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Introverts and Insights at ASAE

Quiet Storm Susan Cain (above) was the opening general session speaker at ASAE 2013, which drew more than 5,400 attendees.

“You Are Here” was the tagline that appeared throughout ASAE’s 2013 Annual Meeting & Exposition at Atlanta’s Georgia World Congress Center on Aug. 3–6 — a clear-eyed reality check that was echoed in the opening and closing general sessions, both of which in their own way dealt with the dangers of mistaken assumptions.

Susan Cain, bestselling author of Quiet: The Power of Introverts in a World That Can’t Stop Talking, told attendees during the opening general session that she spent seven years working as a lawyer on Wall Street out of the belief that she had to be “this gregarious, outgoing person.” In fact, Cain is more of an introvert — which doesn’t mean shy or socially inept, she said, but simply that it takes energy for her to interact with other people, as opposed to extroverts, who are energized by being around other people. “I came to think it is a mistake that we are all making,” Cain said, “in our personal and professionals lives.”

Especially in our professional lives, Cain said, where the business world tends to undervalue introverts and to embrace extroverts, prizing group brainstorming and other team-based activities, and leaders who are bold and charming. But innovation also requires solitude, and the person with the loudest voice isn’t always the best leader — and introverts make up one-third to one-half of the population. “We are missing out,” Cain said, “on some of the best ideas and the best leaders in our organizations.” She added: “I am calling for a world of yin and yang, where introverts and extroverts appreciate and are there for each other, because we need both.”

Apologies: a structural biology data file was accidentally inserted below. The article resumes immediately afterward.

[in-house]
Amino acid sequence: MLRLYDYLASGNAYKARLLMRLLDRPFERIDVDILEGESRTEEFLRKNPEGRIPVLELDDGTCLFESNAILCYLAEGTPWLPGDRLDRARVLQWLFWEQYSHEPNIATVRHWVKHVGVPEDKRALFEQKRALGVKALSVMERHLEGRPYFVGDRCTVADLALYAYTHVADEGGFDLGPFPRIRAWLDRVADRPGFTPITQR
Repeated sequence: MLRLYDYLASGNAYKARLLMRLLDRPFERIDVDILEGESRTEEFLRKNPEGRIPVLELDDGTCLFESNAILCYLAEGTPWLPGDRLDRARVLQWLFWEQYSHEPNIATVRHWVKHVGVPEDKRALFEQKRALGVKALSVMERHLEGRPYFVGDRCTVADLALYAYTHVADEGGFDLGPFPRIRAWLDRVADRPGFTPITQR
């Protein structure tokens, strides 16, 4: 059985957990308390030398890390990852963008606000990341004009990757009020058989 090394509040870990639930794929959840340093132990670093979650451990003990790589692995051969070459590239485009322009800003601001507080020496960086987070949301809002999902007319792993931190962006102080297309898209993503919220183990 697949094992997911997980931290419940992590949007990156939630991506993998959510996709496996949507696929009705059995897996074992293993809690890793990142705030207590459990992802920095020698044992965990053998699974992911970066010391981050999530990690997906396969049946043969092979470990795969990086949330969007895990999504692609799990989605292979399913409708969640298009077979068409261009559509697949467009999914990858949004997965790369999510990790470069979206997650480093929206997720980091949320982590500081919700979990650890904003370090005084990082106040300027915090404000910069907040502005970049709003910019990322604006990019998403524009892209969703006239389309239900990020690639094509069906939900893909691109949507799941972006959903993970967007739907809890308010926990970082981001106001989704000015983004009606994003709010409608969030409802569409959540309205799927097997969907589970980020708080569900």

At ASAE’s closing general session, Dan Heath addressed a different problem – also born of misperception — that plagues people and organizations: poor decision making. “Over 65,000 tattoos were reversed last year,” said Heath, whose latest book, written with his brother Chip, is Decisive: How to Make Better Choices in Life and Work. “Every one of them seemed like a good idea at the time.”

Why? Because we’re prone to confirmation bias and a host of other intellectually and emotionally clouding conditions. Heath offered four solutions: “widen your options” (don’t approach every decision as yes/no or either/or); “reality-test your assumptions” (conduct real-world research); “attain some distance before deciding” (don’t make things personal); and “prepare to be wrong” (don’t approach your decision as having to be infallible and irreversible). “Often in life we think we’re looking for truth,” Heath said, “when we’re really looking for reassurance.”

ASAE itself seems to have made some good decisions around this year’s Annual Meeting, drawing more than 5,400 attendees — including nearly 3,000 association executives, the highest number since 2008. “Being here,” President and CEO John H. Graham IV, CAE, told attendees during the opening general session, “you’re investing in your association and you’re investing in associations as an industry.”

Christopher Durso

Christopher Durso formerly was executive editor of Convene.